Keywords: Research Article ; Biology ; Medicine
    E-ISSN: 1932-6203
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  • 18
    Language: English
    In: 한국토양비료학회 학술발표회 초록집, 2014, Vol.2014(6), pp.309-309
    Source: DBpia - 디비피아 (Nurimedia)
    Source: DBpia (Nurimedia)
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  • 19
    Language: English
    Description: Reaching late adulthood is accompanied by losses in physical and mental resources, but lifestyle choices seem to have a considerable influence on the aging trajectory. This review deals with the interplay of cognitive and motor functioning in old age, focusing on two different lines of research, namely (a) dual-task studies requiring participants to perform a cognitive and a motor task simultaneously, and (b) intervention studies investigating whether increases in physical fitness also lead to improvements in cognitive performance. Dual-task studies indicate that healthy older adults show greater performance reductions in both domains than young adults when performing a cognitive and a motor task simultaneously. In addition, older adults often tend to protect their motor functioning at the expense of the cognitive task when the situation involves a threat to balance. This can be considered an adaptive behavior, since fall-related injuries can have severe consequences. Fitness intervention studies which increased the aerobic fitness of previously sedentary older adults have demonstrated impressive performance improvements in the cognitive domain, especially for tasks involving executive control processes. These findings are interesting in light of cognitive intervention studies, which often fail to find significant transfer effects to tasks that have not been trained directly. The authors argue that future research should compare the effects of cognitive and aerobic fitness interventions in older adults, and they present a study design in which cognition and fitness are trained sequentially as well as simultaneously. Finally, methodological issues involved in this type of research and potential applications for applied settings are discussed.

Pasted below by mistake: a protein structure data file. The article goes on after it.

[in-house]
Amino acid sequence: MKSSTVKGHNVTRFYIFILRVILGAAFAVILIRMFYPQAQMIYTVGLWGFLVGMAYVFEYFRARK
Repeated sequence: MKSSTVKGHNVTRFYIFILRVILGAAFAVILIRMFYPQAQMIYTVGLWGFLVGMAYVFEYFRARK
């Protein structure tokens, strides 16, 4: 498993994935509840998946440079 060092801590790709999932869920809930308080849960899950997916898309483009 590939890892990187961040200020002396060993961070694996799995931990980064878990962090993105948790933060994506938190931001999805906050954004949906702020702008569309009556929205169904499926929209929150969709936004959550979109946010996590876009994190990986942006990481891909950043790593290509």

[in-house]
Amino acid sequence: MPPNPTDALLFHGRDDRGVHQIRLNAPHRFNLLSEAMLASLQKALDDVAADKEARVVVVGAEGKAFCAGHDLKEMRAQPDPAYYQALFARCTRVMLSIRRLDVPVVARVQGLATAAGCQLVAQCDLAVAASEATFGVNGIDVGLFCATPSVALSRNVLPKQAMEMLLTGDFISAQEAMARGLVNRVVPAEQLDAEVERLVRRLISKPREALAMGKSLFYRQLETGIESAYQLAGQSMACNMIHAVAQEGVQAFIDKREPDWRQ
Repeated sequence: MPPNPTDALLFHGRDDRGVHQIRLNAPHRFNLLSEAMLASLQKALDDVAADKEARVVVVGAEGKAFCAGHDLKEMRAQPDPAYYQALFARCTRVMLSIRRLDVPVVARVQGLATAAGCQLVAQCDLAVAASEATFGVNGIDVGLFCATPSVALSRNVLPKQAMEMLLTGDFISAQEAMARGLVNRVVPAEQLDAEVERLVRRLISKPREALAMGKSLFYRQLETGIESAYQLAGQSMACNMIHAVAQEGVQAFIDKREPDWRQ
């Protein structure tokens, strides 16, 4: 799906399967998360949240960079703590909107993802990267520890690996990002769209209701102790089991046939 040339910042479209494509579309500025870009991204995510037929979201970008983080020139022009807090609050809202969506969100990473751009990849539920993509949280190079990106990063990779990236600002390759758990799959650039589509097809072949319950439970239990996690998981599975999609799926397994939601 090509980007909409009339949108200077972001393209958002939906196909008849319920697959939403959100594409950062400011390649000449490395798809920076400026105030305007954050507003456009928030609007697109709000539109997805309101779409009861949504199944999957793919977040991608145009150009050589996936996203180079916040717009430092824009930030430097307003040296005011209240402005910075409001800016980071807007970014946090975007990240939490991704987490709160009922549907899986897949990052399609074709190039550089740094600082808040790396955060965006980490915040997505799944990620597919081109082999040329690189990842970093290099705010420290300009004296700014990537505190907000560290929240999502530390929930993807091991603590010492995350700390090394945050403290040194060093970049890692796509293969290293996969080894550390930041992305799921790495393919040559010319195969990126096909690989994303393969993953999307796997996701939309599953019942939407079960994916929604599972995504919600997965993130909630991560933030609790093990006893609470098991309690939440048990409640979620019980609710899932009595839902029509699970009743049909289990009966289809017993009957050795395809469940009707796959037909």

Keywords: Institute of Psychology ; Center for Gerontology ; 150 Psychology ; 300 Social sciences, sociology & anthropology
    Source: University of Zurich
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  • 20
    Language: English
    In: NeuroImage, 15 February 2012, Vol.59(4), pp.3389-3397
    Description: A widespread network involving cortical and subcortical brain structures forms the neural substrate of human spatial navigation. Most studies investigating plasticity of this network have focused on the hippocampus. Here, we investigate age differences in cortical thickness changes evoked by four months of spatial navigation training in 91 men aged 20–30 or 60–70 years. Cortical thickness was automatically measured before, immediately after, and four months after termination of training. Younger as well as older navigators evidenced large improvements in navigation performance that were partly maintained after termination of training. Importantly, training-related cortical thickening in left precuneus and paracentral lobule were observed in young navigators only. Thus, spatial navigation training appears to affect cortical brain structure of young adults, but there is reduced potential for experience-dependent cortical alterations in old age.
    Keywords: Cortical Thickness ; Plasticity ; Spatial Navigation ; Aging ; Medicine
    ISSN: 1053-8119
    E-ISSN: 1095-9572